For a number of years, it was customary for Thailand Post (and its predecessor, the Communications Authority of Thailand) to release at least a single stamp annually to mark the birth anniversary of His Majesty the late King Bhumibol Adulyadej, Rama IX. Occasionally, this practice expanded to multiple sets spread throughout the year. Indeed, in the dozen years that I have been a resident in the Kingdom, there were only two years that did not see a specific birthday-related release — 2010, which saw stamps marking the 60th anniversaries of His Majesty’s coronation and of King Bhumibol’s marriage to Queen Sirikit, and last year, 2016, in which the already-printed stamp was delayed by the king’s death on October 13. That stamp was ultimately released in April 2017.
The philatelic birthday celebrations were not always annual affairs, however. Today’s stamp, Scott #419 issued on December 5, 1963, to mark the king’s 36th birthday, was only the second such commemoration. The 1.50-baht blue, orange & indigo stamp was accompanied by a 5-baht bright lilac rose, orange & black emission bearing the same design (Scott #420). These were printed by The Government Printing Bureau of the Japanese Ministry of Finance in Tokyo using photogravure and perforated 13½. Two million of the 1.50 baht stamp was printed while the 5-baht value saw a printing of just 1,000,000.
On the occasion of the king’s 36th birthday, Thailand also issued commemorative coins — a 1-baht coin in copper-nickel and a 20-baht coin measuing 34.5mm which was struck in .750 fine silver. It contains 0.4726 troy ounces of silver and remains the only Thai coin to contain any silver at all!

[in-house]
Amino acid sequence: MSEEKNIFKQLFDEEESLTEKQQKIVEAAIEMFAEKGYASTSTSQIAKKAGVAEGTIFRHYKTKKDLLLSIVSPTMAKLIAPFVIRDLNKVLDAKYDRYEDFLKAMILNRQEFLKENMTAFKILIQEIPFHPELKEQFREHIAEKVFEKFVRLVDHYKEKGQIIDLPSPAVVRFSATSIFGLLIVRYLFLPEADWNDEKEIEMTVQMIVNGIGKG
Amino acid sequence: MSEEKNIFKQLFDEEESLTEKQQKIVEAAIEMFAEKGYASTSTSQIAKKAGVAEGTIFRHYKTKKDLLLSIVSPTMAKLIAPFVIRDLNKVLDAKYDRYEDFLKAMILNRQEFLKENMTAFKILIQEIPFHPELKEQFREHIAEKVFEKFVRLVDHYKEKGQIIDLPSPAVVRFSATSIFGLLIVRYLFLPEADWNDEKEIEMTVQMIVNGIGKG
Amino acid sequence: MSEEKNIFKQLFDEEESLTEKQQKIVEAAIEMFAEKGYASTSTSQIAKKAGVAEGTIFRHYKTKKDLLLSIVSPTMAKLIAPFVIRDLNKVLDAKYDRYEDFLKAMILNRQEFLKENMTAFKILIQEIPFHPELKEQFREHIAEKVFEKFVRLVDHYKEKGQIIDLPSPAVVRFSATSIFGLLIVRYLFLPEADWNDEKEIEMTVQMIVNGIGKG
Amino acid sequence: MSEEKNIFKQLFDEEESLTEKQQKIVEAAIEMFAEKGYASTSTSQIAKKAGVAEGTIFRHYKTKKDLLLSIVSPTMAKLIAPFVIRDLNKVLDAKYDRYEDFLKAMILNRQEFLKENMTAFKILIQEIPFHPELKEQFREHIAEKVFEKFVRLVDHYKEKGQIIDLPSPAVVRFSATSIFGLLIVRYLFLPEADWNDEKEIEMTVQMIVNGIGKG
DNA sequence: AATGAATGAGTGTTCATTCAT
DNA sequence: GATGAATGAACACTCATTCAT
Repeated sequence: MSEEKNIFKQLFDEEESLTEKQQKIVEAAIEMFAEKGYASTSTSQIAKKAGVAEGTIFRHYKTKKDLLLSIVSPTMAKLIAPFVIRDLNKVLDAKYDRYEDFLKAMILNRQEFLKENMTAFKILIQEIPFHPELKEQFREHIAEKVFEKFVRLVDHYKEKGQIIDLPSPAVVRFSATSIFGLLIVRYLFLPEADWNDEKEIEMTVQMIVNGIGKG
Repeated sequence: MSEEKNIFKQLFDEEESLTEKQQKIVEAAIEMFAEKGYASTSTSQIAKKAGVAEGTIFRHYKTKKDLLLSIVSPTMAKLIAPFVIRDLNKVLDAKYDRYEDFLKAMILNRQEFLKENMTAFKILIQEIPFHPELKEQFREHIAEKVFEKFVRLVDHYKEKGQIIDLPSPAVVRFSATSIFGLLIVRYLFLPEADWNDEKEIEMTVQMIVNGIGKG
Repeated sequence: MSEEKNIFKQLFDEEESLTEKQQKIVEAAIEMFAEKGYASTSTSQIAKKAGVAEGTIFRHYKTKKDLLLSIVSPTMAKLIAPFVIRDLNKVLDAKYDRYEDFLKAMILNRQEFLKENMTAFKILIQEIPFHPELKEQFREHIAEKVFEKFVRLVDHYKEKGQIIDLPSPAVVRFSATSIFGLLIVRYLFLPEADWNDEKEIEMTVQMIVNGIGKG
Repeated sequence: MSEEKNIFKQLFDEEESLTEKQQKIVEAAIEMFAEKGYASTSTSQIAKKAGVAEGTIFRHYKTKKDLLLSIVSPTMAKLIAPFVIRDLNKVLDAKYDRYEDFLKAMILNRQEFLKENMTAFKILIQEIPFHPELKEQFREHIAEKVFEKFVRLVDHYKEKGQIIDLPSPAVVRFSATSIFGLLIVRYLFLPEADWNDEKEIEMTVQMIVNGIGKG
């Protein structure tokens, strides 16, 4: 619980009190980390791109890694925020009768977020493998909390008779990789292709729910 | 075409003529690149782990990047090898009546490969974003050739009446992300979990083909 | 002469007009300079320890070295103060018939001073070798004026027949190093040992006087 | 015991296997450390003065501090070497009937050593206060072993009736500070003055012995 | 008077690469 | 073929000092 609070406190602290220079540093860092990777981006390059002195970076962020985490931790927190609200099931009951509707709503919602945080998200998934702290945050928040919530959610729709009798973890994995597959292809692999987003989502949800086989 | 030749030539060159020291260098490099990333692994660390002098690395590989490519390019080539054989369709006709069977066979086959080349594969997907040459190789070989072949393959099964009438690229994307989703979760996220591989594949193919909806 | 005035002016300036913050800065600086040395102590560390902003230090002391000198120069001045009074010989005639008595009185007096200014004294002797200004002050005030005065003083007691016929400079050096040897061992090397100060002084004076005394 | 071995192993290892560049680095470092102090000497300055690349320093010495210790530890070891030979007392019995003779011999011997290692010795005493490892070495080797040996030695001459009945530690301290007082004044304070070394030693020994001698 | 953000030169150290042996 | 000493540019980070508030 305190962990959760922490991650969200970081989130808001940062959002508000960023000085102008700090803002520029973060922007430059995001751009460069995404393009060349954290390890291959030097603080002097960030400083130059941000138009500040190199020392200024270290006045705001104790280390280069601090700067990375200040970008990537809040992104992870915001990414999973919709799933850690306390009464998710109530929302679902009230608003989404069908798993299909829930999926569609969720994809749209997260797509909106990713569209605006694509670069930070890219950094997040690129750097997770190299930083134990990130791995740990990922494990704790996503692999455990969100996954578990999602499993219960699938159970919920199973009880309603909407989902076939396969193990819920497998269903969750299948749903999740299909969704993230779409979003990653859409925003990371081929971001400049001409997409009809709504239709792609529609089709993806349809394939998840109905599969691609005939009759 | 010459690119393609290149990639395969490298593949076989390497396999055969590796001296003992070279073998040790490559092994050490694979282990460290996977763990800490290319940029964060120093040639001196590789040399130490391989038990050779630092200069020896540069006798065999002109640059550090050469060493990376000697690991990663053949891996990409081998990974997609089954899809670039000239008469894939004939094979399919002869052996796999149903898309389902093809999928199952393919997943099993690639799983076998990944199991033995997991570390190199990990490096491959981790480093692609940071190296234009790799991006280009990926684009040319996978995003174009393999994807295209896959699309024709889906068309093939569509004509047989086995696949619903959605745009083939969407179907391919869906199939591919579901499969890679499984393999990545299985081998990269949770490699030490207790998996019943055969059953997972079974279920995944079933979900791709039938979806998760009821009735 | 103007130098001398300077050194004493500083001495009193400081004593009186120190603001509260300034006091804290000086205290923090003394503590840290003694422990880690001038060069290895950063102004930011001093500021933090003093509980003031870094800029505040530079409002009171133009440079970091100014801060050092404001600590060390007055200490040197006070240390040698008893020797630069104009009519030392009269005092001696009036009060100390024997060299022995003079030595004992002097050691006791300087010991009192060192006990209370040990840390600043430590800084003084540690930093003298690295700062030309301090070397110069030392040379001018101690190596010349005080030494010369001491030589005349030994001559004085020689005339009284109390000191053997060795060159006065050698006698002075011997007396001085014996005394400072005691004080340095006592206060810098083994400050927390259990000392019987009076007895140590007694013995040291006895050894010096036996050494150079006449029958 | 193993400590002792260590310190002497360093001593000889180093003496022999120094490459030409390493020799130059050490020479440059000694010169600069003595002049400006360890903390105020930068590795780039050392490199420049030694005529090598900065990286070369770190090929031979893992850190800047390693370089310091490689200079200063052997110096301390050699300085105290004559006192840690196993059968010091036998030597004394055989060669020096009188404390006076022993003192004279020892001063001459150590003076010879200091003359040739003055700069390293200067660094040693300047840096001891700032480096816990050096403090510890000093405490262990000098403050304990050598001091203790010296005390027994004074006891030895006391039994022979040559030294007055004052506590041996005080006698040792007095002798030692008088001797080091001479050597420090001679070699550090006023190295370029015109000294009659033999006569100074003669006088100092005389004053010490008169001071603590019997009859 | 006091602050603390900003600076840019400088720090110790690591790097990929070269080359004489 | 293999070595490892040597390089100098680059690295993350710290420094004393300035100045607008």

The previous time King Bhumibol’s birthday was honored by a stamp release was in 1947 when four stamps were released marking his coming of age at 20 years old (Scott #260, 261a, 262, and 263; a fifth stamp, Scott #260, was released in 1948 with a change of color for the 10-satang denomination). The next birthday to be marked was a tw0-stamp set released in 1975 on His Majesty’s 48th birthday (Scott #772-773). Twelve years later, His Majesty’s 60th birthday saw the release of 15 different stamps (Scott #1197-1211).
This is due to the Thai Buddhist calendar being based upon the Chinese zodiac that assigns an animal and its reputed attributes to each year in a repeating 12-year cycle. The animals of the Chinese zodiac are not associated with constellations spanned by the ecliptic plane. The 12-year cycle is an approximation to the 11.86-year orbital period of Jupiter, the largest planet of the solar system. It and its variations remain popular in several East Asian countries including China, Korea, Japan, and Mongolia, as well as in other Asian countries like Vietnam, Burma, Nepal, Bhutan, Sri Lanka, Cambodia, Laos and Thailand, along with the Buddhist calendar.
According to the Chinese zodiac, 2017 is the year of the Rooster. King Bhumibol was born on December 5, 1927, during the year of the Rabbit. Thus, his significant birth observations were during additional years of the Rabbit such as 1963 and 1975. This is why some of his birthday stamps mention that it’s the “fourth cycle”, etc. birthday anniversary. In Thailand, many elderly people do not celebrate their birthdays except on these 12-year cycles; many younger people didn’t celebrate their birthdays at all until relatively recently and it’s becoming more Western-styled in nature (although the person celebrating his or her birthday is still the person expected to pay for their friends’ meals and drinks or to buy each attendee a gift!).